A TEDx playlist: 14 amazing physical feats Not all TEDx presenters speak in the traditional sense of the word. Many sing, dance, contort and do dazzling acrobatics. Since the TEDx program’s launch in 2009, we have seen some spectacular physical performances curated by local organizers. As we celebrate TEDx’s 5,000th event and 20,000th talk — we felt it was only right to highlight some of the best for you in a playlist. A human video game: Siro-A at TEDxTokyoThis performance art group uses their bodies and light projections on cubes and screens to glorious end, in what feels more like a music video than a talk. Acrobatic leapfrog: Stunt Double Circus at TEDxYouthOttawaHow much height can one get from a pogo stick?

5 steps for being an impatient patient, from John Wilbanks In the late 1800s, Cuban physician Carlos Finlay had a theory that yellow fever was spread by mosquitos — rather than by dirty clothing, as was the belief of the day. To test his theory, he asked living, breathing human beings to be voluntarily infected with the disease. It was devastating, potentially fatal work. And yet people signed on to be a part of the research. It’s believed to be one of the first times that subjects in medical experiments were given “informed consent,” a document laying out the risks in order to give test subjects the full picture of what they were getting themselves into.

Digging through the clutter of the online world: A Q&A with TED Books author Jim Hornthal Finding answers to complex questions on the Internet is often a challenge, as a simple search can sometimes lead you down a rabbit hole of impersonal data. In A Haystack Full of Needles: Cutting Through the Clutter of the Online World to Find a Place, Partner or President, Jim Hornthal explores groundbreaking new approaches to discovering the useful insights buried deep within our complex and noisy datasphere. Hornthal, a venture capitalist in Silicon Valley, introduces us to innovators who are pushing the edges of data science and data visualization by applying the principles of pattern recognition to isolate relevant signals in the noise. Their efforts will have enormous implications for the way we practice medicine, discover music and movies, and even identify our romantic partners. Curious to hear more about the ideas he explores in his e-book, the TED Blog asked Hornthal a few questions over email. What will the search or discovery engine of 2015 look like?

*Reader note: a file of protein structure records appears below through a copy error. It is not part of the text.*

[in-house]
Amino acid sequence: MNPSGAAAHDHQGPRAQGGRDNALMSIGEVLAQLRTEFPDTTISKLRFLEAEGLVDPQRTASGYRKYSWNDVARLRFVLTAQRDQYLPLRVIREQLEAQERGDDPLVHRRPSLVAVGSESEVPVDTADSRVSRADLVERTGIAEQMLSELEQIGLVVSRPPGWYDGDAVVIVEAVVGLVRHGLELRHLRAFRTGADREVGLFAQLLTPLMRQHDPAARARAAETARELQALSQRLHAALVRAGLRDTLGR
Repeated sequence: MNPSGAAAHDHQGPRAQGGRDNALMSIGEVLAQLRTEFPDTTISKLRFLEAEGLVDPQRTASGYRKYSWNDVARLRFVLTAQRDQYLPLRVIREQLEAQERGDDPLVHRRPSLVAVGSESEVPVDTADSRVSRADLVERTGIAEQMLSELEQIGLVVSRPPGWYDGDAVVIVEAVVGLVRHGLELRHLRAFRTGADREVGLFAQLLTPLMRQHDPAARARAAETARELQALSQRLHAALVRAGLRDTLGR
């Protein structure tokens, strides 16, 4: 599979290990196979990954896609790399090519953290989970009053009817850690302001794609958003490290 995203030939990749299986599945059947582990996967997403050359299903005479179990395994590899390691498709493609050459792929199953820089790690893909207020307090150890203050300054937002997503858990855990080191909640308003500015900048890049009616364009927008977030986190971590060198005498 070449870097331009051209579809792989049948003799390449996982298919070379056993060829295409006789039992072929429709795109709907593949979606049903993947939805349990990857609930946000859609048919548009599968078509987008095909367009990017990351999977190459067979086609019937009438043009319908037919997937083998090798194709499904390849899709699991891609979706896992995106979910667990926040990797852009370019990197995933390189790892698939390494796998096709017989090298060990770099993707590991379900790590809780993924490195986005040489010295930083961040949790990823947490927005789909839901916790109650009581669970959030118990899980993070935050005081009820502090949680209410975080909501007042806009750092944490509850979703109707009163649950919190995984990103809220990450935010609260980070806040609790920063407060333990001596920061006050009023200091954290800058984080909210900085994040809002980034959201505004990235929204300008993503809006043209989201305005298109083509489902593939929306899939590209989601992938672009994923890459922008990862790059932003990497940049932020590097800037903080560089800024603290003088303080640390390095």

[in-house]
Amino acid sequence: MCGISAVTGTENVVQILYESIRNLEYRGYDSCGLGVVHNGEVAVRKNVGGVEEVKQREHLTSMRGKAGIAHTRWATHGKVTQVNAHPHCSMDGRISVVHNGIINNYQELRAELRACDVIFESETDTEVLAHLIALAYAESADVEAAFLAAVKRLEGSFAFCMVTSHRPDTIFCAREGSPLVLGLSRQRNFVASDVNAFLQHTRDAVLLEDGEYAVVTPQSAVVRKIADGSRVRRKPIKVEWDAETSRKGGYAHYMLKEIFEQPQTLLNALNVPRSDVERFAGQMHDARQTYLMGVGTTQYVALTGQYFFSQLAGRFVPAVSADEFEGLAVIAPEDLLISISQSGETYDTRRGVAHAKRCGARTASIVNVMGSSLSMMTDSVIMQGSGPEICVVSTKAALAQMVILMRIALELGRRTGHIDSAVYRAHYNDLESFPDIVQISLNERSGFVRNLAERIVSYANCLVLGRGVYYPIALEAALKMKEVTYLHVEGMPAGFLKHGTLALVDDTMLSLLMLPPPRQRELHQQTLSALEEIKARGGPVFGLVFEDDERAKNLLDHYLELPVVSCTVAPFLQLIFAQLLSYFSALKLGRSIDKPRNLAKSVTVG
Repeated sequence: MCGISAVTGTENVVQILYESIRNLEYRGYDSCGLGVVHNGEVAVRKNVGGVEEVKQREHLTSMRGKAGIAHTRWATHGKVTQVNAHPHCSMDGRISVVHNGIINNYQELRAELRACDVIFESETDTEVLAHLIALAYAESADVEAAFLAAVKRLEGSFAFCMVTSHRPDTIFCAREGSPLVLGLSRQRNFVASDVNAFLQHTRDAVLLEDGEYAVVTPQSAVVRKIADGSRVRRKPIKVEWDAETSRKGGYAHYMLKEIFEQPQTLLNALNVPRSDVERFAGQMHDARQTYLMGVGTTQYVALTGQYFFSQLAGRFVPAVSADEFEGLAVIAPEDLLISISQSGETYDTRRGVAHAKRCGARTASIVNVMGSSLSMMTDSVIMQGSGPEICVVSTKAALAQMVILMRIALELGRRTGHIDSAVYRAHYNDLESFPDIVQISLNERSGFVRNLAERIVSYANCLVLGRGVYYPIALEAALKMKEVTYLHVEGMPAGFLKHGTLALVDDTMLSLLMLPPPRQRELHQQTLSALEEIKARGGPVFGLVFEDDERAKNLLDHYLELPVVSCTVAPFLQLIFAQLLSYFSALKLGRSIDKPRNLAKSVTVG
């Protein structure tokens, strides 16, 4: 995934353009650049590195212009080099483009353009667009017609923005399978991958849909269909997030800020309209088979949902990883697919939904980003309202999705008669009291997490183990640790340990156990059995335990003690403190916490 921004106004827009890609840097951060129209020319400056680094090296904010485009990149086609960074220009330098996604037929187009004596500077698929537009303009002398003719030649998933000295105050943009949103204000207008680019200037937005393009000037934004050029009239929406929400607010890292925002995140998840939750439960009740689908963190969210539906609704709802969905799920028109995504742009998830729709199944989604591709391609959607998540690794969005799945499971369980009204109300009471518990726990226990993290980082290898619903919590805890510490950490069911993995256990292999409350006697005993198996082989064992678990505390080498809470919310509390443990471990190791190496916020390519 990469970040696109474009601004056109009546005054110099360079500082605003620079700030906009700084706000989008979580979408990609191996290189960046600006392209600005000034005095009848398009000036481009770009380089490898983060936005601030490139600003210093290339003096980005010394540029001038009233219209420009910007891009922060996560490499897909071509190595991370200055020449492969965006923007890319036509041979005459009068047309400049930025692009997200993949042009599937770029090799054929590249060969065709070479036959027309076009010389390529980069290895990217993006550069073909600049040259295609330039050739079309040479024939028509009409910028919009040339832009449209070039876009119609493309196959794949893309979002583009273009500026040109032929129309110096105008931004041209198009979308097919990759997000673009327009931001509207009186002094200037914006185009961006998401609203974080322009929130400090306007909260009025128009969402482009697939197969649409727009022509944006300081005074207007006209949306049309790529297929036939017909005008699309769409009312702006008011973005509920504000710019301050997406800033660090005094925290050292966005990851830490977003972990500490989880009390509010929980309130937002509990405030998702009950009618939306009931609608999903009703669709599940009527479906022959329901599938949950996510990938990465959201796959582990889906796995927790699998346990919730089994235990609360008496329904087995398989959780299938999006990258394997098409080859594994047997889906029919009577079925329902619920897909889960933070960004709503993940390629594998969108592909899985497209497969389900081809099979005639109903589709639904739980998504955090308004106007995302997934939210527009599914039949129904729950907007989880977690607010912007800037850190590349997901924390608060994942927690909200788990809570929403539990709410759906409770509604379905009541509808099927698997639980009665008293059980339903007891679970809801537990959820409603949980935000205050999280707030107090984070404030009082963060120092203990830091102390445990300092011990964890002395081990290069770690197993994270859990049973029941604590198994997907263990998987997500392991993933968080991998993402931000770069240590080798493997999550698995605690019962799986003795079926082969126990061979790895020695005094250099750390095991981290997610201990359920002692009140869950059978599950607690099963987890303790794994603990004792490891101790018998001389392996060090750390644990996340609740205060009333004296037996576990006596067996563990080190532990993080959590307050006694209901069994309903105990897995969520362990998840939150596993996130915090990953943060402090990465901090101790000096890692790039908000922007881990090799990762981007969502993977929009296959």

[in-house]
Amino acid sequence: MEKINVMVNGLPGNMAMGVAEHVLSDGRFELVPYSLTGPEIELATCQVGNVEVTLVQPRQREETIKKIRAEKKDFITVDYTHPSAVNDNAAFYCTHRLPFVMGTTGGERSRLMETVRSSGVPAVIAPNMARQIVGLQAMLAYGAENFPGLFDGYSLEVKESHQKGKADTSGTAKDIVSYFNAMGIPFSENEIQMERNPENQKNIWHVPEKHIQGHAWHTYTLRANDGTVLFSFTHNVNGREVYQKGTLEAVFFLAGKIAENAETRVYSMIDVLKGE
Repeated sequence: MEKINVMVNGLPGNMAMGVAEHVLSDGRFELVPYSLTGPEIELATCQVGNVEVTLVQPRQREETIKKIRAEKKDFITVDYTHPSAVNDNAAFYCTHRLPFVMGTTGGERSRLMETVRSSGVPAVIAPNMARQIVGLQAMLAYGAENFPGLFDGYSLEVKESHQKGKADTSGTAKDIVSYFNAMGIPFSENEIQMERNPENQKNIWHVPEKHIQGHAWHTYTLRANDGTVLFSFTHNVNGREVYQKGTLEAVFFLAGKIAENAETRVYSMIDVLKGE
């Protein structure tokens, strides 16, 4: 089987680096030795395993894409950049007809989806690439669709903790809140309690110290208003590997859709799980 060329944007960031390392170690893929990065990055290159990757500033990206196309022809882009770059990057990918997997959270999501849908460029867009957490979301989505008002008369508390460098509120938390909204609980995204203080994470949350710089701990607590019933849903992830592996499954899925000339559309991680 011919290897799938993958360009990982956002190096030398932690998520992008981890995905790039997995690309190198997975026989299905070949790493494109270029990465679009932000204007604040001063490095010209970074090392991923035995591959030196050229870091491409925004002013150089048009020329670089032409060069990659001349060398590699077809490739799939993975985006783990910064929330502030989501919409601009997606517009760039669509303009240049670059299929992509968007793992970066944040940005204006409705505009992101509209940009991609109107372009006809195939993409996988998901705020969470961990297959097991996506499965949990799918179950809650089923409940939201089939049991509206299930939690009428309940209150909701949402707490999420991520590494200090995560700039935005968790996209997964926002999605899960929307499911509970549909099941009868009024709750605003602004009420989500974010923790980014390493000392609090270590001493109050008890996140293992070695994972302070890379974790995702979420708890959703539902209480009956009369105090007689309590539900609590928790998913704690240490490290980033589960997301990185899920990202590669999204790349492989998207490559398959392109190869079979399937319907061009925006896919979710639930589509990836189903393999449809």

JR’s posters come full circle Art See much more of Sue Austin’s incredible wheelchair art Sue Austin’s first ride in a wheelchair was an exhilarating one. “An extended illness had changed the way I could access the world … I’d seen my life slip away and become restricted,” explains Austin in today’s talk, which was given at TEDxWomen in December. “When I started using the wheelchair 16 years ago, it was a […] Design Susan Cain makes last night’s episode of Jeopardy Business Adam Davidson on the fiscal cliff, cable TV, $4000 suits, the giant pool of money and more The term “fiscal cliff” is controversial. So Adam Davidson, the New York Times Magazine columnist and co-host of NPR’s Planet Money, prefers to call it “the self-imposed, self-destructive arbitrary deadline about resolving an inevitable problem.” In today’s talk, filmed in TED’s New York office on Monday, Davidson explains what the fiscal cliff is and why […]

9 TEDTalks by impressive kids Few scientific papers are written in crayon and begin with the words, “Once upon a time.” But then again, few scientific papers are written by a group of 8 to 10-year-olds. In this adorable talk from TEDGlobal, neuroscientist, artist and educator Beau Lotto shares why he thinks children have an edge when it comes to scientific inquiry — they are able to celebrate uncertainty and ask wonderful questions. An experiment is actually a form of play, says Lotto, who invited a group of 25 students from a small school in the UK to make a useful contribution to science by asking a question of their choice.